I have always been a little bit of a loner. I can’t point to one specific reason. I could blame my parents, but I think they made best efforts to “socialize” me while I was young. I had dance classes and what not. There were other kids in my neighborhood that I played with. But I’ve only ever had one or two close friends, and they’ve changed regularly throughout the years.
I had a dream last night about one of them. Her name was Tracy. I don’t remember where I met her—but I think it was in ninth grade high school, as I seem to have no memories of her before that. Her father was a truck driver and her mom was a stay-at-home mom. She had two much older siblings, I suspect that although welcome she was a bit of a surprise mid-life baby. As a young child, she’d been in a private Christian school (which is likely why I don’t have any memories before high school). I’m not sure exactly when, but she’d been very sick—leukemia—for a long time prior to high school. She was in the applied program when we met, as she’d missed so much school.
Her niece died while we were in high school. I remember that she blamed herself for that—as the child had also had leukemia. I remember trying to convince her it wasn’t her fault. The poor little girl was just too small and didn’t have enough fight in her to get through.
But despite the tragedy that she’d seen, I remember her always being very bright and positive. Almost always, there was a smile on her face. She had a low, gruff laugh. She had dirty blond hair. It was frizzy, unruly and super curly. I don’t think I ever saw it down—she always had it tied behind her head with tufts popping out. Always with a pastel eighties puffy scrunchie.
She shorter than me, but solid. I think her parents fed her well because she’d been so sick and they were happy to get food in her. She always had huge portions of leftovers for lunch—the product of her stay-at-home mom. I was jealous of her mashed potatoes and beef, chicken and gravy—as I always had Wonder bread cold meat sandwiches.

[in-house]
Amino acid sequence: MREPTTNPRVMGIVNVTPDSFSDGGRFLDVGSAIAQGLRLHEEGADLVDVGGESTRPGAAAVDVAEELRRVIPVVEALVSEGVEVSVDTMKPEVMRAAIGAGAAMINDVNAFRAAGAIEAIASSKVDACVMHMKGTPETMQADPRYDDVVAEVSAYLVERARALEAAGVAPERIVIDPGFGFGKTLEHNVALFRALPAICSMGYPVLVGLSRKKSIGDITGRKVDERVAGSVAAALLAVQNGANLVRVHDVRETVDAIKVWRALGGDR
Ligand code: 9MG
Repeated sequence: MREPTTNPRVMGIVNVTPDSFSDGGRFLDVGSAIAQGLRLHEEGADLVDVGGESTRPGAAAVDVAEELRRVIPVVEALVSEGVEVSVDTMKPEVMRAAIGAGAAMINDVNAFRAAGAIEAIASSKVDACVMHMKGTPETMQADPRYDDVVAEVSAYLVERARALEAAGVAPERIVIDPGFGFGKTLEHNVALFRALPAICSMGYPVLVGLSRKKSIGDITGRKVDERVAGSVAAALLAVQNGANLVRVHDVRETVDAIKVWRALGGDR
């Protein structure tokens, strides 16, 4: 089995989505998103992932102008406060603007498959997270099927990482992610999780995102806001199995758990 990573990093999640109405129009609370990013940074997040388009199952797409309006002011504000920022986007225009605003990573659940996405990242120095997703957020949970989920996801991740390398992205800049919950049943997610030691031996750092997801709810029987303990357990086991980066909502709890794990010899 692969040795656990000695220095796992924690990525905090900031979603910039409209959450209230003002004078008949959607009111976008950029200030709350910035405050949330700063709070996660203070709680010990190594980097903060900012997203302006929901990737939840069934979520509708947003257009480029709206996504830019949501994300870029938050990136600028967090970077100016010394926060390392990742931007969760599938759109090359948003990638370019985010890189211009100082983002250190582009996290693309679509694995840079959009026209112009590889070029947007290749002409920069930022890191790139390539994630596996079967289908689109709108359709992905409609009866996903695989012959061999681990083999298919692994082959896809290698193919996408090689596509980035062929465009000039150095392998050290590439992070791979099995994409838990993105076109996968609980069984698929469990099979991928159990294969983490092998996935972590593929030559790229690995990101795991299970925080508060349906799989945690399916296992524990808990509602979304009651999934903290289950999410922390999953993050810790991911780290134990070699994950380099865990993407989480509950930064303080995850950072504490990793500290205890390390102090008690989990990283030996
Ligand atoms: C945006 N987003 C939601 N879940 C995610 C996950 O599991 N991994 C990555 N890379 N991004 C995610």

She’d had a uniform at the Christian school. In high school, she developed her own “uniform” that was remarkably late eighties. I remember her always wearing mom jeans. Before they were even a thing. Sometimes regular denim, others acid washed, she even had a few different pastel colors—light blue or pink. They were all the same cut though. High waisted—they cut in around her midsection. She always had a tucked in pastel blouse similar to my gran’s fashion and in the winter, she switched to a vintage late eighties pastel sweaters. With different colored dickies underneath. If she’d worn suspenders, she could have passed for an Urkel fan.
I can’t remember actually having any classes with her, but I must have. I do remember initially bonding because we’d worn the same sweater one day. It was a thing of beauty. I remember how the synthetic fibre used to trap the moisture…I had to wear a cotton shirt under it so I didn’t get a rash. A teacher teased us about conspiring to wear the same clothes and we just kind of stuck together after that.
She was always very kind. Which was good for me—as I was skinny, uncoordinated, (clearly) unfashionable, and with my coke bottle glasses and book smarts, I was often the target of the school bullies. Lunchtime was always difficult for me – as I had trouble making friends and didn’t want to eat in the large free-for-all of the cafeteria. Before her, I would eat outside, or on one of the staircases with my nose in a book. Trying to keep from being a target.